A draft for the draft
Hebrew media review

A draft for the draft

Ultra-Orthodox conscription takes a step forward, housing issues aren’t getting easier to solve, and a first for a 'price tag' attack

Could these two be in the same unit? In this illustrative photo of an Israeli soldier and ultra-Orthodox man pray at the Western Wall on February 2. (photo credit: Nati Shohat/FLASH90)
Could these two be in the same unit? In this illustrative photo of an Israeli soldier and ultra-Orthodox man pray at the Western Wall on February 2. (photo credit: Nati Shohat/FLASH90)

After a Supreme Court decision brought the issue back into the spotlight, progress has seemingly been made in the drafting of a conscription bill of the ultra-Orthodox into the IDF.

Yedioth Ahronoth calls it “Voting for the draft,” explaining that this coming Tuesday, the Shaked Committee will vote on sending the bill to the Knesset. The committee has agreed on a draft of the bill that sets specific targets, including the drafting of 3,800 ultra-Orthodox in 2014. However according to the proposed bill, yeshiva students can delay their induction until age 24.

Yedioth also reports that a major issue has not been decided yet – the penalty for draft dodgers. The paper says that Yesh Atid’s leader, Finance Minister Yair Lapid, threatened not to support the law and possibly quit the government if criminal penalties were not included.

However, Maariv reports that despite the public bluster over penalties, the issue has already been decided. Unnamed Knesset sources tell the paper that Yesh Atid and Jewish Home agreed that there would be criminal and economic penalties for draft dodgers. But there is still a question that the committee doesn’t have an answer for: what will be the length of service for ultra-Orthodox young men?

Housing issues

Haaretz leaves the draft issue off its front page, instead reporting on the upswing in demolition of Palestinian homes in the Jordan Valley in 2013. The paper takes its numbers from a report by the Bureau of UN Coordination of Humanitarian Affairs (OCHA) that reports that 390 buildings were destroyed in 2013, compared to 170 in 2012. The paper also reports the Red Cross has decided to stop supplying relief tents to the Palestinians whose homes were destroyed; the reason given is that the IDF prevents the delivery of the tents by either confiscating or destroying them.

Housing issues are also front and center on Israel Hayom’s front page as details emerge of a bribery scandal that has shocked the real estate industry. According to court records, a lawyer who served as an adviser to the planning committees of the cities of Rishon Lezion and Rehovot allegedly received bribes from developers Manor Gindi and Uri Lev. And these were not insignificant bribes, as the paper describes the charges, “Bar received millions of shekels in bribes and favors contractors in exchange for promoting their business.”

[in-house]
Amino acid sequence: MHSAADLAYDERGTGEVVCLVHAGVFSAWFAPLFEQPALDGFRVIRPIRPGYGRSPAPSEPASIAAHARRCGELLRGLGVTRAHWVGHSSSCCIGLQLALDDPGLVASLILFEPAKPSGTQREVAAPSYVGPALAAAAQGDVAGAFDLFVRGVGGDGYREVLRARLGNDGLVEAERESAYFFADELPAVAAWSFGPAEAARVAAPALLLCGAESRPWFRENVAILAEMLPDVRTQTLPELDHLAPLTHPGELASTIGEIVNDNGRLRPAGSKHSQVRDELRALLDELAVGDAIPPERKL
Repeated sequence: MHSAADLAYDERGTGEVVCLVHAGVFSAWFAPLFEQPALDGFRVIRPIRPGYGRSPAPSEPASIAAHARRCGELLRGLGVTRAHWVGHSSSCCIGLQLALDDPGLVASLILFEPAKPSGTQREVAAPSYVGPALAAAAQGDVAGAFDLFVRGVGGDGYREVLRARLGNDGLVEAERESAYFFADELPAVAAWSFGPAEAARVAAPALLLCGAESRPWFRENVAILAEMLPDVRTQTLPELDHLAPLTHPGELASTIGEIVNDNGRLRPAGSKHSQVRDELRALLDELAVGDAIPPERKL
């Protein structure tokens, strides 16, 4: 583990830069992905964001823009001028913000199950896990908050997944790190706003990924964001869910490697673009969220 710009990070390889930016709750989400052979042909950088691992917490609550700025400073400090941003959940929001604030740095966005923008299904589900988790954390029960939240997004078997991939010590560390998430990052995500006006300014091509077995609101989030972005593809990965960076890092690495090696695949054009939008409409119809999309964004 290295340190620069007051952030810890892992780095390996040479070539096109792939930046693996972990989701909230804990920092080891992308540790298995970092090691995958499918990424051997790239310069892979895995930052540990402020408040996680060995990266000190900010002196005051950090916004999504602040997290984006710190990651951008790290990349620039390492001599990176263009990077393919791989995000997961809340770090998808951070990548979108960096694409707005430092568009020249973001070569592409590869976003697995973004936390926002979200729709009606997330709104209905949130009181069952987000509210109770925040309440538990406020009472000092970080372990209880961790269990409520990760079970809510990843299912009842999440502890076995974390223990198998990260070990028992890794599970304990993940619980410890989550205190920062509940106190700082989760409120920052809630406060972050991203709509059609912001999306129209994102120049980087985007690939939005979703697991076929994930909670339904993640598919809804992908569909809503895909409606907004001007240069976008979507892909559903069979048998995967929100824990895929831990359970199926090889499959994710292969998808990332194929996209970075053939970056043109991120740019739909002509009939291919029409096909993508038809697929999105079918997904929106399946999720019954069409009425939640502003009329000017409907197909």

Housing issues have struck a chord in Israel since the 2011 social justice protests rocked the country. One of the leaders of the protests, Daphni Leef, was charged for inciting rioting during a 2012 protest in Tel Aviv. But as Haaretz reports, Attorney General Yehuda Weinstein wants to drop the charges against her because the offenses are misdemeanors and Leef has no criminal history.

Even Yedioth gets in on the housing subject with a report on the cost of Prime Minister Benjamin Netanyahu’s housing costs from year to year, finding that the PM actually spent NIS 640,000 shekels (about $180,000) less on his official residence in Jerusalem and his home in Caesarea in 2013 than the previous year. The figures come from a report released by Netanyahu’s office and the reason for the decline is explained due to a decrease in maintenance costs.

Cases opened and closed

Maariv reports that a milestone was achieved yesterday when the first indictments were filed for a “price tag” attack. Three settlers were indicted for torching vehicles in the West Bank village of Farata and spray painting Stars of David on walls in the village. Maariv writes that despite years of trying, these are the first indictments, even after the Shin Bet security service “took off its gloves” and put an emphasis on stopping these attacks.

While the first prosecution against a price tag attack is getting started, Israel Hayom writes that the case against Israeli crooner Eyal Golan has formally been closed. The investigation on whether Golan knowingly had sexual relations with underage girls suffered from a lack of evidence.

But the paper printed some of the police interviews with Golan, who told investigators he was furious with his father. “I told him that my career would be ruined. I was upset about that he brought this into my house.”

In the opinion pages, Haaretz writes that the decision of the Red Cross to stop supplying tents to Palestinians in the Jordan Valley is “a victory for transfer.” The paper describes the demolition in the Jordan Valley as the “other side of the coin of settlement construction.” It claims that both the settlements and the demolitions have the same goal – to block the establishment of a Palestinian state. It concludes by calling the Red Cross decision a red flag to the government to rein in the IDF and Civil Authority.

read more: